Three years ago I was watching my 12-year-old son play baseball in Hamlin Park in Chicago. My memory is that it was a bright sunny Saturday afternoon in early June. My two daughters (then 9 and 15) were sitting on a blanket eating various snacks and paying a bit more attention to their electronic devices than the game, my wife was nearby watching and talking to other baseball moms- our small dog danced around the girls hoping for a stray snack. It was perfect day for a dad: sunglasses, shorts, the sounds of little league baseball, the smell of burgers on the grill cooking in the distance, and my family- being together. I stood watching the game in my usual posture against the tall fence protecting the game watchers from delinquent baseballs. Suddenly there was a crack of the bat and a line drive headed to 3rd base where my son stood on defense. The ball snapped the ground twice before it landed in his mitt and he threw the ball hard to first base. “Out!” yelled the ump. I cheered like a mad-man, a typical baseball dad, pitiful, but true. I was simply delighted to my core. I stood there reveling in this moment and savored the delight I was experiencing. Looking back, it wasn’t just that my son had made a good play that created such delight (although that was part of it), but the whole thing- the meaning and innocence of simple family life with people who I cherished more than I could have ever imagined. What I didn’t expect was that at that very moment something snapped inside of me. It was as though someone had flipped a switch. I think I heard it happen. .. ‘click’. I realized in that instant that moments like this would someday change and ultimately be gone. My son would soon age out of little league, my oldest daughter would leave to go to college in 3 short years, and my elementary school daughter would then be a full-fledged teenager. The sweetness of that moment was somehow met equally with the reality that I would someday lose all of this. "This too shall pass," I thought.
Now you’ve probably never witnessed a baseball dad crying at his son’s game. I have personally witnessed a few of us make complete fools of ourselves in many other ways. If you’ve ever been to a little league game you will likely be able to attest to this ugly little reality. But cry I did- and from that point on I have lived with the deep nagging experience of the temporary nature of things and the inevitable changes and losses to come. It’s one thing to know this to be true and quite another to know it. The kind of knowing that comes with that internal “click”. That one changes you. The switch has been flipped, the temperature drops, the light goes out. You now live in a different reality. That kind of knowing is soul level grief I think. It’s something that will not be denied, numbed, smoothed over, run away from, repressed, dissociated, or medicated – at least not permanently- because most of us try our level best to do those with our grief. Grief will always find its way back to our awareness, I think because it is a core and universal human experience and more so- because it is alive- when present, it is literally the state of our soul.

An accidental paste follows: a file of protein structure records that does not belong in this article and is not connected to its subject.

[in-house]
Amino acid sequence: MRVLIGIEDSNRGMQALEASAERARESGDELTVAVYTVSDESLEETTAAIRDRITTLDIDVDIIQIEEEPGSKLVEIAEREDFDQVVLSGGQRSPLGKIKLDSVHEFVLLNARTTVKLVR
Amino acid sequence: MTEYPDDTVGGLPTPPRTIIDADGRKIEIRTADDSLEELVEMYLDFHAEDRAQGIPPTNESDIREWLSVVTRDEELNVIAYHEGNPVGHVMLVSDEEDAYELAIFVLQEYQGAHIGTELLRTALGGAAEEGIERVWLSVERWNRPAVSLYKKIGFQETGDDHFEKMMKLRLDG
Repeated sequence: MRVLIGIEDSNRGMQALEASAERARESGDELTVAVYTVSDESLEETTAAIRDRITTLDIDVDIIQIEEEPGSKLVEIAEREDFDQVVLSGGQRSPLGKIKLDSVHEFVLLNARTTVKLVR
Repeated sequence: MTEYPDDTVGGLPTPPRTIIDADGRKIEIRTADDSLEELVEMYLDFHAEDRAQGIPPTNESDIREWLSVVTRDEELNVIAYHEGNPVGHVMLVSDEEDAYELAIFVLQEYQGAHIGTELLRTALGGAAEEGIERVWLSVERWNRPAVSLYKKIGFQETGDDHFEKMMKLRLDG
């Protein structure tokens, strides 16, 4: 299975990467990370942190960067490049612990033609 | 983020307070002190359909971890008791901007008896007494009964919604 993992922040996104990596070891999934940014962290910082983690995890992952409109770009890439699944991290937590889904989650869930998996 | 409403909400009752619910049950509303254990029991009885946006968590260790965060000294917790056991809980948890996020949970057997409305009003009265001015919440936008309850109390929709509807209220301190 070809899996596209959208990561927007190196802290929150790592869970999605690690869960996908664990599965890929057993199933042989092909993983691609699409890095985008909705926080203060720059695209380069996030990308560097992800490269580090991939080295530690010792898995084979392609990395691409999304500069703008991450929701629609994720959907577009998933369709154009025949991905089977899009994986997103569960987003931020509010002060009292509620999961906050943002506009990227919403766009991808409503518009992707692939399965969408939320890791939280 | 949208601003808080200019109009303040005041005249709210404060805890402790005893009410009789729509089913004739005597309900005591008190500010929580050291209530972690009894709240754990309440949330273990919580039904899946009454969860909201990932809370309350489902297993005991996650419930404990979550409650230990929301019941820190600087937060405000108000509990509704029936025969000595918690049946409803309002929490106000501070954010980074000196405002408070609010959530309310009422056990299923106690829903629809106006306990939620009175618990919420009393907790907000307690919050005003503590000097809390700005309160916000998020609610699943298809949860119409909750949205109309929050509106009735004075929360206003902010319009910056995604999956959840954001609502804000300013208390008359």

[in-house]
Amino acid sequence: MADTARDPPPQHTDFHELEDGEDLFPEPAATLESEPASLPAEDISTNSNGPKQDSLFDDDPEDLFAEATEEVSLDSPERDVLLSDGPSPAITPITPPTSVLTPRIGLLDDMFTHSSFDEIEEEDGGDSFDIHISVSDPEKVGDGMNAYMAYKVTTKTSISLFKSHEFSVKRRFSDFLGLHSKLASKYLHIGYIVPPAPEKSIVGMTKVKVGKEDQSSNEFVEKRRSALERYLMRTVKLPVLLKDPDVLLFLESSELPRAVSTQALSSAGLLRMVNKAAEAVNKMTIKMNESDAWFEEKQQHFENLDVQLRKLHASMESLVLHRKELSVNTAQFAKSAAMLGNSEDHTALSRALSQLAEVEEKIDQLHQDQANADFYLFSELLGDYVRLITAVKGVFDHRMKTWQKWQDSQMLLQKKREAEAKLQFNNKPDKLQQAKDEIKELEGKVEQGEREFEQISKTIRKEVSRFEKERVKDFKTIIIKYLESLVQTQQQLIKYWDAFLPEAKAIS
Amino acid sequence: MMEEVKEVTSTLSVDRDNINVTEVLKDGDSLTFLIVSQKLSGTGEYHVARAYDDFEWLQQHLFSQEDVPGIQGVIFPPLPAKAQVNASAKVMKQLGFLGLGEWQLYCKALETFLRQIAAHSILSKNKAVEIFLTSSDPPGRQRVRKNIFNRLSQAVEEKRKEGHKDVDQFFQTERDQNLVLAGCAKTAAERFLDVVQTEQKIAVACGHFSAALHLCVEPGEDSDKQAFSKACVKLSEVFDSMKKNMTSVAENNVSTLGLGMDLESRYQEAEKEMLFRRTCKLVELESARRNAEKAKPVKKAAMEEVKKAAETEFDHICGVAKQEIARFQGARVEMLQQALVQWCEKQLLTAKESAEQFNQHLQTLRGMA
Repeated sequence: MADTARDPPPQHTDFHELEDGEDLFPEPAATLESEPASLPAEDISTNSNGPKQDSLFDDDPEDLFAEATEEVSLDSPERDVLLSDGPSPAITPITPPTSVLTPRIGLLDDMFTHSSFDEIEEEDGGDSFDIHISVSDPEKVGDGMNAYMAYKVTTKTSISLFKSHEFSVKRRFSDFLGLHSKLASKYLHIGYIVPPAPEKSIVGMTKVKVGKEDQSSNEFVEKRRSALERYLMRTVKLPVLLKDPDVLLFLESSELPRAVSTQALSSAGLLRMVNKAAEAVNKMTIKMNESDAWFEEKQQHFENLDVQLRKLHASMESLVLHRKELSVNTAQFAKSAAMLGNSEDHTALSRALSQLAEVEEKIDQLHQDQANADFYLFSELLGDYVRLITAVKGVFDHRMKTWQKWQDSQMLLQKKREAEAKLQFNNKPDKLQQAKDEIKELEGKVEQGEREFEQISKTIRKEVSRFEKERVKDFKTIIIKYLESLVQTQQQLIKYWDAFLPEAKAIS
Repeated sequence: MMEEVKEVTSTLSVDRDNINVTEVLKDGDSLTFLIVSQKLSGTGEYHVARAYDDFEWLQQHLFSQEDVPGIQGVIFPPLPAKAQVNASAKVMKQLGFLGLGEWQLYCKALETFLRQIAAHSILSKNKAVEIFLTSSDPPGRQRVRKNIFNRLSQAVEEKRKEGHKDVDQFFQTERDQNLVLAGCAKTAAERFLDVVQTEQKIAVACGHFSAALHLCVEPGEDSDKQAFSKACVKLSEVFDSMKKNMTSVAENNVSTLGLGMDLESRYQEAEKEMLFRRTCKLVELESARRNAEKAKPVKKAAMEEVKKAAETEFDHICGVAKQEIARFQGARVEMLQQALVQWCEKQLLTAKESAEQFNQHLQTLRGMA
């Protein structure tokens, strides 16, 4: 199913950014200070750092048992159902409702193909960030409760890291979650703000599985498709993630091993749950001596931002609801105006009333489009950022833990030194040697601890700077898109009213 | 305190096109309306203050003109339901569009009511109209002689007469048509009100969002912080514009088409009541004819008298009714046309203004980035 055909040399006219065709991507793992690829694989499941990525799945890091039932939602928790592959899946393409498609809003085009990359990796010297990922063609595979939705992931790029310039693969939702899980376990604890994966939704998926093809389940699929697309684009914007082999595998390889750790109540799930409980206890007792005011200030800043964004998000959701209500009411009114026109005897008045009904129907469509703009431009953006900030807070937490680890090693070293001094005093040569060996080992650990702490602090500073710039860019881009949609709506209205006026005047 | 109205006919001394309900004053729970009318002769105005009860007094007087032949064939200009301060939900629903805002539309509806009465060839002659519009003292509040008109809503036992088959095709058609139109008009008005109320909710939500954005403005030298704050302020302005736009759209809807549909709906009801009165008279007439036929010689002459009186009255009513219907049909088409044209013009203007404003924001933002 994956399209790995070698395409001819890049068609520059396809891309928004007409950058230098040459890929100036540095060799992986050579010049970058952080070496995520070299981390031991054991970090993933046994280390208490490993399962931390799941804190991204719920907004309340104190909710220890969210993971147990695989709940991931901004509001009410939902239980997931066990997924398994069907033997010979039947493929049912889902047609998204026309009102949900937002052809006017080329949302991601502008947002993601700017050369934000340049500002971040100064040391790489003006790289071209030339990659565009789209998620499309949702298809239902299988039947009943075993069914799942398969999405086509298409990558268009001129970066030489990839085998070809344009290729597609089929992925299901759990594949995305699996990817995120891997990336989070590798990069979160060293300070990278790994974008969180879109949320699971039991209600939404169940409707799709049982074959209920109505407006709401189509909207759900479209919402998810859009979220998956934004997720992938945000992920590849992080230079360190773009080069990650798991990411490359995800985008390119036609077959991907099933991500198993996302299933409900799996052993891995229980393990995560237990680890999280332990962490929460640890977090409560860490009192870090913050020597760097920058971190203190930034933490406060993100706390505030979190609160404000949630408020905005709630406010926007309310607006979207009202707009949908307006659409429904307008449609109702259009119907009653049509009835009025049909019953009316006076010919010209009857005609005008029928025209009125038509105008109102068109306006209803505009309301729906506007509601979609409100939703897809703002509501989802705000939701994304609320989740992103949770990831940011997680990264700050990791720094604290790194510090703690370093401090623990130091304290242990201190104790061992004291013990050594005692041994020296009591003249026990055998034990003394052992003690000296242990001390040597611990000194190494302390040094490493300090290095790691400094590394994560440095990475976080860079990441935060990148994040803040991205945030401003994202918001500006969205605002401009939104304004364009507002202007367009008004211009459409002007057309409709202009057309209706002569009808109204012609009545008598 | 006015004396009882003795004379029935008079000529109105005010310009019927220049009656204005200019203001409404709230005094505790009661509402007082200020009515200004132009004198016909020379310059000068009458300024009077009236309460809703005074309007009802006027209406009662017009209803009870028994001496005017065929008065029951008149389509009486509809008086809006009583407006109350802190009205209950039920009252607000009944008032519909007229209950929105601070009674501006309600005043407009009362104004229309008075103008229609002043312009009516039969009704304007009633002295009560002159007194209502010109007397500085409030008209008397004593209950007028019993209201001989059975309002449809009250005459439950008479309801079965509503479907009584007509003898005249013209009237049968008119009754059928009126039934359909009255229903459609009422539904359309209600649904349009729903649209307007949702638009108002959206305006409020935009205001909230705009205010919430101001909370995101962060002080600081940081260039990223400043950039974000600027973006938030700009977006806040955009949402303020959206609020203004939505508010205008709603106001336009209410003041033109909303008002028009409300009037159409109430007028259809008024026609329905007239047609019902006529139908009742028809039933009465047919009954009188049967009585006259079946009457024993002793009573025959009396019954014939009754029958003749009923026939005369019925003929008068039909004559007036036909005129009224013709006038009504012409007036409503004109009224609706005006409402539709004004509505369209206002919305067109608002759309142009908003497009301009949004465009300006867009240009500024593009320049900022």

I was having lunch with a good friend recently and he was recounting the many losses he is experiencing in his life lately. With tears he let the grief speak- it was painful to be with him in that moment- but I can tell you truthfully that it was really a good time. No one was blowing sunshine, we just sat there in it together. When we speak of our grief to another –we give it voice- when we are heard and understood in it by another- we find our voice. When the other person resonates with our grief we find the company of another who suffers as well. We find we are not alone.
Counselors are no different from other people; we are fellow people who suffer losses. But what many of us have learned through our work is that grief is an experience that, when welcomed, is something that heals us- it’s actually our friend. Through sitting with so many experiencing profound experiences of grief and loss, I have learned to trust soul level grief to take a person right where they need to go. I need not fear it- nor should you.
Grief washes, reorients, gives wisdom, compassion, and centeredness. Grief, when shared, joins us to our fellow journeyers and gives the other ‘permission’ to be more authentically grounded in their own experience. So, I am grateful for the ‘click’ and the resulting awareness of loss on that bright summer day 3 years ago. I am grateful that my soul loves enough to feel that loss is profoundly painful, because it is -and it should be. I am grateful for those who have and will listen to me about it. I am grateful for your willingness to read my story. As my daughter heads to college this fall – I figure I will hear the ‘click’ and be a mess- and that is just fine by me- I don’t plan on being alone with it.